Johnson’s Anson Bell — By Diane M. Byrne — November 2002
Safe & Secure
|Anson Bell raises the bar on safeguarding all who take pleasure in cruising.|
The list of victories that the HMS Anson enjoyed at the expense of the French navy reads like a compendium of the escapades of a superhero. In fact, the warship, which served in the British Royal Navy fleet from the late 18th century to the early 19th century under several captains, captured and/or held off several enemy vessels despite losing her mizzen mast and main-lower and top-sail yards during one battle and going up against a large enemy convoy of about 40 to 50 ships during another.
When she wasn’t engaged in battle, the Anson occasionally attended to the British royal family. According to one story, during a grand celebration onboard in September 1799, the king couldn’t be found. Eventually he was discovered on the lower deck, surrounded by the ship’s company, talking to an old sailor.
The battle victories and royal excursions came to an abrupt end when the Anson was wrecked off Cornwall, England, during a storm in December 1807. After trying and failing to clear the southeast tip of England, the captain and crew tried to anchor, but the gear failed. They then headed the ship toward the beach to save her and as many crew as possible, but the Anson was pounded apart, beam-to in the surf. In a stroke of luck, her masts were stretched toward the land, so many of the crew--but, sadly, not her captain—were able to follow them to safety. Many of the townspeople stood and watched Nature’s fury claim the Anson, unable to assist.
Due to the loss of the Anson, as well as the frustration of the townspeople, many changes were made in ship construction, crew safety, and rescue techniques. Nearly 200 years later that same desire to safeguard those who head to sea—this time for pleasure—was embraced by the British Maritime Safety Agency in enacting the MCA Code. It sets strict regulations for, among other things, watertight compartments as well as fire containment and prevention. But even those stringent rules weren’t enough for one American.
An experienced yacht owner who also has a maritime artifacts collection that includes—not coincidentally—the ship’s bell from the Anson, he wanted a higher level of safety aboard his latest project. In fact, he was so inspired by the advances in safe shipbuilding and the bell itself that he assembled a team to execute a carefully spelled-out mission: design and construct the safest motoryacht ever built, and one built on American soil that would rival the work of the top European yards.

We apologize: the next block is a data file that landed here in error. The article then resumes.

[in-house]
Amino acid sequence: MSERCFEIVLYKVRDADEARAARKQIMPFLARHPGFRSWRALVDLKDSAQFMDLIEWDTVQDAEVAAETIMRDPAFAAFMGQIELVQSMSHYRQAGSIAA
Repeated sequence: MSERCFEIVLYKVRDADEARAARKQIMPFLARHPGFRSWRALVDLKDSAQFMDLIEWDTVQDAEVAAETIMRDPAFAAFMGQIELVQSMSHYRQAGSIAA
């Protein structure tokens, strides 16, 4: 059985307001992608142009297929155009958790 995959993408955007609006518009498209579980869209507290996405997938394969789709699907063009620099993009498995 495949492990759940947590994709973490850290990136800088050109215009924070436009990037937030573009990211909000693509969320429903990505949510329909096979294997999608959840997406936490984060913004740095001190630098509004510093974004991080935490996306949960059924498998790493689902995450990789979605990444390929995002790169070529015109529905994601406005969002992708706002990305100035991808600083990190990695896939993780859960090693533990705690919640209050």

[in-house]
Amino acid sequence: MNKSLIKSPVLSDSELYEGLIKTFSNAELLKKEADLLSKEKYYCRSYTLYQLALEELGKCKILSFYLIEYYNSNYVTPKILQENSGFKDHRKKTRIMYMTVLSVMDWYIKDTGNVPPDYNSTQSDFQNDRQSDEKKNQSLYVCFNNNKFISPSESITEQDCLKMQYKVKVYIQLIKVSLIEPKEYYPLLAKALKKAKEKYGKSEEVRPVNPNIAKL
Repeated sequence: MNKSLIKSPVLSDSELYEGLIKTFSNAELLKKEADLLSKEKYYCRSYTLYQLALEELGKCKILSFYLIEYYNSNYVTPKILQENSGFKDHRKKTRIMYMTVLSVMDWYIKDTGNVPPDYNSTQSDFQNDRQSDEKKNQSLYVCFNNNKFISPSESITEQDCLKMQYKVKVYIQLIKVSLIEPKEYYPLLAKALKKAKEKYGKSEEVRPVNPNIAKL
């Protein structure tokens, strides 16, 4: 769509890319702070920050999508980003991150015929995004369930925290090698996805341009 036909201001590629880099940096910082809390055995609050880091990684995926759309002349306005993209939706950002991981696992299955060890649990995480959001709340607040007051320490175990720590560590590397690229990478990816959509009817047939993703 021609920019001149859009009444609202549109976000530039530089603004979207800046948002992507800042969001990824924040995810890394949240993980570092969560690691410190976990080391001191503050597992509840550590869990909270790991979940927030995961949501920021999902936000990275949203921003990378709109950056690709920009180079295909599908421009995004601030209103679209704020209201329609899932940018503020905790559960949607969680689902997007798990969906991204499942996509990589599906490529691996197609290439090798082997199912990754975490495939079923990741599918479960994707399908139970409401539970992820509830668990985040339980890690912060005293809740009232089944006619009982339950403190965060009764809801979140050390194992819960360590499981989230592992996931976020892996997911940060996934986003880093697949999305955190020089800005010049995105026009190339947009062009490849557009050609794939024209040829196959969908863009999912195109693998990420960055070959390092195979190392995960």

Thus the 156-foot Palmer Johnson Anson Bell was born. Not only does her hull meet the requirements of the highest level of Lloyd’s Register classification, but the yacht also exceeds some of the requirements for damage stability and fire resistance set by both Lloyd’s and the MCA Code.
One of the most impressive facts in this regard: Anson Bell can withstand the flooding of any two compartments. MCA only requires one. According to Bruce Johnson of Sparkman & Stephens, which oversaw her naval architecture, this additional damage stability is difficult to execute and rarely found on yachts. Another fact: While MCA stipulates the inclusion of five watertight bulkheads, creating seven watertight compartments, Anson Bell has six bulkheads, creating eight compartments.
The yacht also meets MCA requirements for fire safety by including all-steel stairs between decks and automatically deploying, all-steel fire doors for closing off stairwells. Extra measures of safety include an additional automatically deploying fire door in front of the twin stateroom below decks and a Marioff hi-fog fire-suppression system throughout the yacht. It all amounts to what Mark Obenberger, Palmer Johnson’s director of project development, calls “Lloyd’s MCA+++.”
This article originally appeared in the January 2003 issue of Power & Motoryacht magazine.